What is the history of ESG?
If the history of ESG (environment, social and governance) shows us one thing, it’s that the concept is a lot older than we might think.
And it’s grown exponentially. Love it or hate it, ESG now impacts almost every organisation. Experts recently claimed that financial firms worldwide would have “no choice” but to embrace it.
The history of ESG
The modern concept of ESG, which we’re so familiar with today, took shape in the mid-2000s. However, the principles behind ESG are decades, maybe even centuries, old. It depends on where you draw the line.
Theoretically, we could look at improving basic labour conditions during the industrial revolution as efforts in the “S” and “G” categories.
Throughout the 20th century, we have seen plenty of campaigns pressuring companies into fairer, more sustainable business practices. How well they worked is a matter of debate, but their presence isn’t under any doubt.
Examples include efforts to stop the exploitation of workers, the funding of wars or oppressive regimes like apartheid, and the introduction of corporate governance codes – legal “rulebooks” telling companies how to manage themselves.
Events like these demonstrated that governments, investors and consumers recognised the power of corporate entities to shape the world around them. Over time, this power came under more and more scrutiny.
The UN makes it official
A 2004 report from the United Nations – titled Who Cares Wins – carried what is widely considered the first mainstream mention of ESG in the modern context.
This report leaned in heavily, encouraging all business stakeholders to embrace ESG long-term. Managers, directors, investors, analysts, brokers – the report addressed them all.
These developments coincided with increased international attention on the same issues. Rapidly, people cared more about sustainability, respect and diversity in the workplace. Campaigns on these issues haven’t waned since.
Nearly two decades have passed since the publication of Who Cares Wins, and in that time, governments worldwide have updated their laws to emphasise ESG.
In the UK, the government passed the Companies Act (2006) to form the primary source of company law and essentially set standards in the “G” category.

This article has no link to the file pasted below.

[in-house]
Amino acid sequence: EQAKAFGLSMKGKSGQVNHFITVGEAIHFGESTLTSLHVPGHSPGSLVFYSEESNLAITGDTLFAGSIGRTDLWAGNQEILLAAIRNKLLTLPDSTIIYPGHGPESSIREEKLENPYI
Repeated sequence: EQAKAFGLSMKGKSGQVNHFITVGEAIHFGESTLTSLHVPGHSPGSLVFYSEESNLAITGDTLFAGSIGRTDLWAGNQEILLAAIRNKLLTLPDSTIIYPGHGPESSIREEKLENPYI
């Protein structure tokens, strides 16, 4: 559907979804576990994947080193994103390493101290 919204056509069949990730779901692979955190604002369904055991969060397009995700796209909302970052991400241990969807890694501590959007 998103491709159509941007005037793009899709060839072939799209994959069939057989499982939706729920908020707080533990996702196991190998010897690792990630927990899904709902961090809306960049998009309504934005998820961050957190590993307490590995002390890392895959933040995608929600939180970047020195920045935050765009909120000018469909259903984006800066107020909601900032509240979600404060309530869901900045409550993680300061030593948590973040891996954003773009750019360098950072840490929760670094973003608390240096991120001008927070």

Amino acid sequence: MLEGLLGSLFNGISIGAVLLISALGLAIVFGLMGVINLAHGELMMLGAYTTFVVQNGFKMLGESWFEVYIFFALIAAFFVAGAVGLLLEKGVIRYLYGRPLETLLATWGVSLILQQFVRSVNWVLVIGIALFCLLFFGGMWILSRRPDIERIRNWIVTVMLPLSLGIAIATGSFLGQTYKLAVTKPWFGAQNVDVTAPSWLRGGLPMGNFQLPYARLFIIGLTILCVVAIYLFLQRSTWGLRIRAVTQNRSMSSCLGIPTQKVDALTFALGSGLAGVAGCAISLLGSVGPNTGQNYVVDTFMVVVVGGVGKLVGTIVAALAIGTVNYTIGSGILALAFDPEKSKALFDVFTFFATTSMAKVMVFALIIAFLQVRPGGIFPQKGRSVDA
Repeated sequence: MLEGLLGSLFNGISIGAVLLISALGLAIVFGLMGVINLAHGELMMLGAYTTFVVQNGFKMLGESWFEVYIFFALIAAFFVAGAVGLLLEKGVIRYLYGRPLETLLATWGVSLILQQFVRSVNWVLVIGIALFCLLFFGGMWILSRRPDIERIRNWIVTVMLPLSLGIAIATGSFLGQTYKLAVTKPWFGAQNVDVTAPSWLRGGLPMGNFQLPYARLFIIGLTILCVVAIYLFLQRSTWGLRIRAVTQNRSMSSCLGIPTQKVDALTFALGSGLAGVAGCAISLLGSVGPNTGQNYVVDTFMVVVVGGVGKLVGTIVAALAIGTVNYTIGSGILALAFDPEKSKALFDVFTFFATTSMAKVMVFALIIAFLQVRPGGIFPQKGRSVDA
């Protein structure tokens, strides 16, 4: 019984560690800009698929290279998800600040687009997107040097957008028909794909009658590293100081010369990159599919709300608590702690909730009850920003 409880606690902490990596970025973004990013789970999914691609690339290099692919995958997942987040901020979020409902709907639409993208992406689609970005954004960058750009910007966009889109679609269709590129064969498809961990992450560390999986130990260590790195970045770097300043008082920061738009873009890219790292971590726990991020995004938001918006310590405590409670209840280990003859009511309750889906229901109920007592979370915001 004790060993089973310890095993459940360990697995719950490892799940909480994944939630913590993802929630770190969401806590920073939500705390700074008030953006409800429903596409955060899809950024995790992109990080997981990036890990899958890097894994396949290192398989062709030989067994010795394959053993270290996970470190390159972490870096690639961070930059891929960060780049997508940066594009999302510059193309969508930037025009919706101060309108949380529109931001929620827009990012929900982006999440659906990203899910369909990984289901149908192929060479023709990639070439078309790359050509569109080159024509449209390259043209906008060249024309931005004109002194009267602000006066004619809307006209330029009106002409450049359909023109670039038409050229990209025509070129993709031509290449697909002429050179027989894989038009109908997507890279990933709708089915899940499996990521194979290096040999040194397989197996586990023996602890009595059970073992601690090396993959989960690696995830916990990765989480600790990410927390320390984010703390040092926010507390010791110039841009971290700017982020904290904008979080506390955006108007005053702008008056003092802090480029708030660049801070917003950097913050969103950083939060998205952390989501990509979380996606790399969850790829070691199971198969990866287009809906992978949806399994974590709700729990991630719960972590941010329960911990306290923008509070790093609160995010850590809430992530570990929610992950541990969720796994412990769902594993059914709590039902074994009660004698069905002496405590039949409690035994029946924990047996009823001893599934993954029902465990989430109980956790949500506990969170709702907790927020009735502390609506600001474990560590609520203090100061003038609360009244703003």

Meanwhile, environmental laws have been passed across the globe, fuelled by the urgency of the climate crisis, the UN’s persistent rhetoric on sustainability, and international summits like COP26.
The “S” category has also seen a boost, with laws passed that criminalise discrimination and, in some cases, encourage diversity.
The backlash against ESG
As the concept has grown, so have efforts to derail it.
Most of these efforts come from the socially conservative fiscal right. Since this political movement has a strong hold over US politics, America has rapidly become the centre of ESG opposition.
The critics dismiss ESG as “woke capitalism” and say it forces companies to shy away from their maximum potential. ESG proponents argue that companies can and should incorporate the concept into a business strategy, so their success won’t be threatened.
What’s the current picture?
Now, ESG has come down to investment and reporting.
Some of the most significant investment firms in the world, like BlackRock Inc, have made ESG a top priority within their daily business. Many other firms have followed suit. In their view, ESG is here to stay, so they had better get used to it sooner than later.
But there’s still one big problem: even though stakeholders have welcomed ESG worldwide, the concept still has no uniform reporting standards.
Companies and investors measure different things and report in different ways. It gets confusing fast, especially when investors try and de-code whether their money has made a difference or not.
The solution will be a long time in the making. Global markets must standardise their reporting and metrics, and that’s no easy task.
The biggest recent stride has been the EU’s Sustainable Finance Disclosure Regulation (SFDR) – a 2019 measure to bring order to the chaotic sustainable investing market.
SFDR categorises investments based on how “green” they are and sets reporting benchmarks to ensure everyone is on the same page. Its introduction has still brought some confusion, but its future – with adjustments – is certain.
The term “ESG” has only enjoyed global prominence for two decades, but the principles feeding it are far older.
Ultimately it is all about responsible investing in ethical business practices, and it fluctuates over time depending on what different market generations care about.